Indonesia: a potential regional power?

Indonesia could become the next regional or even global player, following India and China. It has natural resources including oil, gas and gold and lies among the world’s busiest and strategically important shipping lanes. Its future as a world economic power will depend, though, on how well it manages the very tough transition to democracy.

by Far Eastern Economic Review
Last Updated: 23 Jul 2013

This fascinating country is made up of 17,000 islands populated by 300 ethnic groups speaking more than 800 languages. This amazing diversity needs to be understood if outsiders are to grasp the realities of the place. In addition, its history – in particular the introduction of Islam in the 12th century - underlies one of the country’s big challenges: the influence of Islam and the potential danger that ultraconservative muslim groups will succeed in turning Indonesia into an Islamic state with sharia law (190 million Indonesians are muslim).

It still has a long way to go post-Suharto to fight the problem of corruption and the abuses of military and political power.

For business leaders who want to assess Indonesia’s potential as a global economic player and the risks in investing there, this book provides some good historic and political insights.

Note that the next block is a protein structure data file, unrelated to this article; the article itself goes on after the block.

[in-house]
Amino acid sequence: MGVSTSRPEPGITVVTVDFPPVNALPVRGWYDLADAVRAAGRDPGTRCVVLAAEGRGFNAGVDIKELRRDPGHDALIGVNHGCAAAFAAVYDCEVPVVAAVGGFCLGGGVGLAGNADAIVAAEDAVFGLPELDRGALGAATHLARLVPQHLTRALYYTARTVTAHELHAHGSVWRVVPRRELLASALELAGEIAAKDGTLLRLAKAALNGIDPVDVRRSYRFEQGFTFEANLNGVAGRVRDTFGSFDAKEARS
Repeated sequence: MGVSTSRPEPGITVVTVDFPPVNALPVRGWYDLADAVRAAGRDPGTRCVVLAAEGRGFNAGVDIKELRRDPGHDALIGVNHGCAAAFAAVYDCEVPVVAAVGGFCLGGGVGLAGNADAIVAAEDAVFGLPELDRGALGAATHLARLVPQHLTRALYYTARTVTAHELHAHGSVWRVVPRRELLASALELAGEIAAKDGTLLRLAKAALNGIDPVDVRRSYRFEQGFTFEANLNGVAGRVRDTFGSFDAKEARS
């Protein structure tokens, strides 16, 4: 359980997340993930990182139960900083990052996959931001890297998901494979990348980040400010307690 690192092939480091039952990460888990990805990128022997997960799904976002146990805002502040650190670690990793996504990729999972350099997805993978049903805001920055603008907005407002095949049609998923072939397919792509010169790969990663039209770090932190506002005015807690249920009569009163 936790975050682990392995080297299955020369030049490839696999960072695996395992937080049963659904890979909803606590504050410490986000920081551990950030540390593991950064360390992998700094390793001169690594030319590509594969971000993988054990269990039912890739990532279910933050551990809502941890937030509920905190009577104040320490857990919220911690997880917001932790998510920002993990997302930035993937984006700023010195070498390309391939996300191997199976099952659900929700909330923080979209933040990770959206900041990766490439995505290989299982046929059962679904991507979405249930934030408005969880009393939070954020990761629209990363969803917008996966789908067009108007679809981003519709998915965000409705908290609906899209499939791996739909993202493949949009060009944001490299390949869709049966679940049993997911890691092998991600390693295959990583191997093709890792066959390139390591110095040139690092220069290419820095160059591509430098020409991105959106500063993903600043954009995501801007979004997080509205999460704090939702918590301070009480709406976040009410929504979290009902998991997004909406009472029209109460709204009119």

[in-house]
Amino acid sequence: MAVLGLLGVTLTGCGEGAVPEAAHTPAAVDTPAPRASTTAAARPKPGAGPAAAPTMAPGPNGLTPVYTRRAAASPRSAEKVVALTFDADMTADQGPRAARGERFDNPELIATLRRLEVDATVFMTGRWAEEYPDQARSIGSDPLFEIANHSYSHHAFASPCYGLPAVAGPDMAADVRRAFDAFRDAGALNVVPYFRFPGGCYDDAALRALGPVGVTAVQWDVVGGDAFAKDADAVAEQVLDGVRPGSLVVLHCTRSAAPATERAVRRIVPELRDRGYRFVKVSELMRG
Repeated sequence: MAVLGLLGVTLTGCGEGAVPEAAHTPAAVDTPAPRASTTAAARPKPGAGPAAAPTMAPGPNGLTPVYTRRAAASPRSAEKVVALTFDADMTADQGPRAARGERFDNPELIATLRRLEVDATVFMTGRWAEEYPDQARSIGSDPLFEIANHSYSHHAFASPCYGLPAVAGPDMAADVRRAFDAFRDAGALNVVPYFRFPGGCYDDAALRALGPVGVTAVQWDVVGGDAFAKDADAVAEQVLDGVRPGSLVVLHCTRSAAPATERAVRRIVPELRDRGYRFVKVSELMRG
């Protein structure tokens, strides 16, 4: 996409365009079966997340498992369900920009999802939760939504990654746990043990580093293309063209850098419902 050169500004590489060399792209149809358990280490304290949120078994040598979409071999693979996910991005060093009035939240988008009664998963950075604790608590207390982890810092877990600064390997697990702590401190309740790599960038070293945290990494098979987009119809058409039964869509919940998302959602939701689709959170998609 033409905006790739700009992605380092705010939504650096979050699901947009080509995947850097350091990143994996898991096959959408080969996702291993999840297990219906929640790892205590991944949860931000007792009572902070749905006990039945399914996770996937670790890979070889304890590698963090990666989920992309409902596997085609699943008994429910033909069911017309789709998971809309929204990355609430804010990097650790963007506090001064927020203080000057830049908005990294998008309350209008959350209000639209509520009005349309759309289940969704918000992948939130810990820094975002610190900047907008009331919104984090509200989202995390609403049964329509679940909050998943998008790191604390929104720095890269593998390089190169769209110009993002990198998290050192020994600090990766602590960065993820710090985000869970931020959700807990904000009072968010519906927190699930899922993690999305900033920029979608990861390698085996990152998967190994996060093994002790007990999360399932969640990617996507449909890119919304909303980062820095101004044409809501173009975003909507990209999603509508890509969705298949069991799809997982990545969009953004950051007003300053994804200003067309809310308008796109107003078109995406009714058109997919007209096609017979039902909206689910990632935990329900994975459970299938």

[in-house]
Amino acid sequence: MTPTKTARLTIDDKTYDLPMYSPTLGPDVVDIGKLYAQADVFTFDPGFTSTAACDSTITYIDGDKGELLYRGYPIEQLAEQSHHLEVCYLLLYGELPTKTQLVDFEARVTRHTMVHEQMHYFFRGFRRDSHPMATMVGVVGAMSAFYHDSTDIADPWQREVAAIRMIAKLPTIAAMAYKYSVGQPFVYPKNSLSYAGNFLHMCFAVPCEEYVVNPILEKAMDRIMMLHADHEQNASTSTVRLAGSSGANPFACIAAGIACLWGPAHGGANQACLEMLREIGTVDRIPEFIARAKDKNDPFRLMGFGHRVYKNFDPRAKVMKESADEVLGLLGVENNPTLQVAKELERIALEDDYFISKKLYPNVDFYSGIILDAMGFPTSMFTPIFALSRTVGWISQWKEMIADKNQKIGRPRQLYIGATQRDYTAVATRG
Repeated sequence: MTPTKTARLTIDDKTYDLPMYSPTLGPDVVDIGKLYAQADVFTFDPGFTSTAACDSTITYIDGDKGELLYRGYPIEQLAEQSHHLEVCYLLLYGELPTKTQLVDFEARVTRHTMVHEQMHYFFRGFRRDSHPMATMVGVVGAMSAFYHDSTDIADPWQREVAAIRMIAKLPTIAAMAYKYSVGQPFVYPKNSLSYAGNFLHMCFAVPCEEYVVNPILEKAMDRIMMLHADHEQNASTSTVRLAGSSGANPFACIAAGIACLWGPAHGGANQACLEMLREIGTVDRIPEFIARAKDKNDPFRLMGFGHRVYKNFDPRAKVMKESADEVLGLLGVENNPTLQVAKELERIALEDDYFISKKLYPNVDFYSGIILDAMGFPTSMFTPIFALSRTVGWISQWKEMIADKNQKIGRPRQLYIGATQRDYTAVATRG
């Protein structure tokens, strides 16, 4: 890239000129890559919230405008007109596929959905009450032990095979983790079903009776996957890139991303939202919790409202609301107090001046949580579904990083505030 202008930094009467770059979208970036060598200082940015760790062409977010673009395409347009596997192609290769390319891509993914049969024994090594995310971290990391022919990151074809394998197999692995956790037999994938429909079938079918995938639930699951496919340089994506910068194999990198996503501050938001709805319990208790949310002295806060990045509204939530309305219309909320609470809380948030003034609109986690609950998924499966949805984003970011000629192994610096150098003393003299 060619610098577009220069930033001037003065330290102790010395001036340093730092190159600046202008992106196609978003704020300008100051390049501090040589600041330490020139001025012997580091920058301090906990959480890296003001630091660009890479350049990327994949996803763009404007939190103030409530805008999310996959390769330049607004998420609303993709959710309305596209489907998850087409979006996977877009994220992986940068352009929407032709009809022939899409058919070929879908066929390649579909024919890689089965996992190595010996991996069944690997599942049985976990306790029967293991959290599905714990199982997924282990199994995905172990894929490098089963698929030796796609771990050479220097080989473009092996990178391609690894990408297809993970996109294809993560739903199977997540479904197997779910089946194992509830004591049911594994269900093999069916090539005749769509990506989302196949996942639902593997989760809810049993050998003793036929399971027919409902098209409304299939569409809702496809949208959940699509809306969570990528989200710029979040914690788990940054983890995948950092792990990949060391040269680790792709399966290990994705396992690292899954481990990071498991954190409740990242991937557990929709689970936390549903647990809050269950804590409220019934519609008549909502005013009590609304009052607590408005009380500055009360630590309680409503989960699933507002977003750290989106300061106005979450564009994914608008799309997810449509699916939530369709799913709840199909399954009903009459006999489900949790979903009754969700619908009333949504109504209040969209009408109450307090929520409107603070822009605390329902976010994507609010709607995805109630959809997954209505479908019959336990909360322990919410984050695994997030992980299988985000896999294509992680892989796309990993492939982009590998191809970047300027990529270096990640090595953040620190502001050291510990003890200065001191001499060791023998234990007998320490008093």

Source: Book Review: Indonesia, the Great Transition, edited by John Bresnan (Rowman & Littlefield)
Joe Cochrane
Far Eastern Economic Review, May 2006

Review by Morice Mendoza

Find this article useful?

Get more great articles like this in your inbox every lunchtime

How to use workplace conflict to your advantage

But beware the festering feud.

Efficient chickens, less stuff, more optimism: The real way to address climate change ...

What is dematerialisation, and why does it matter?

The 5 behaviours of charismatic leaders

How to become more inspirational (without having a personality transplant).

When should you step down as CEO?

Bob Iger's departure poses an unpopular question for bosses.

The death and resurrection of the premium customer

Top-end service is no longer at the discretion of the management.

What HS2 can teach you about project failure

And how you can prevent projects going astray.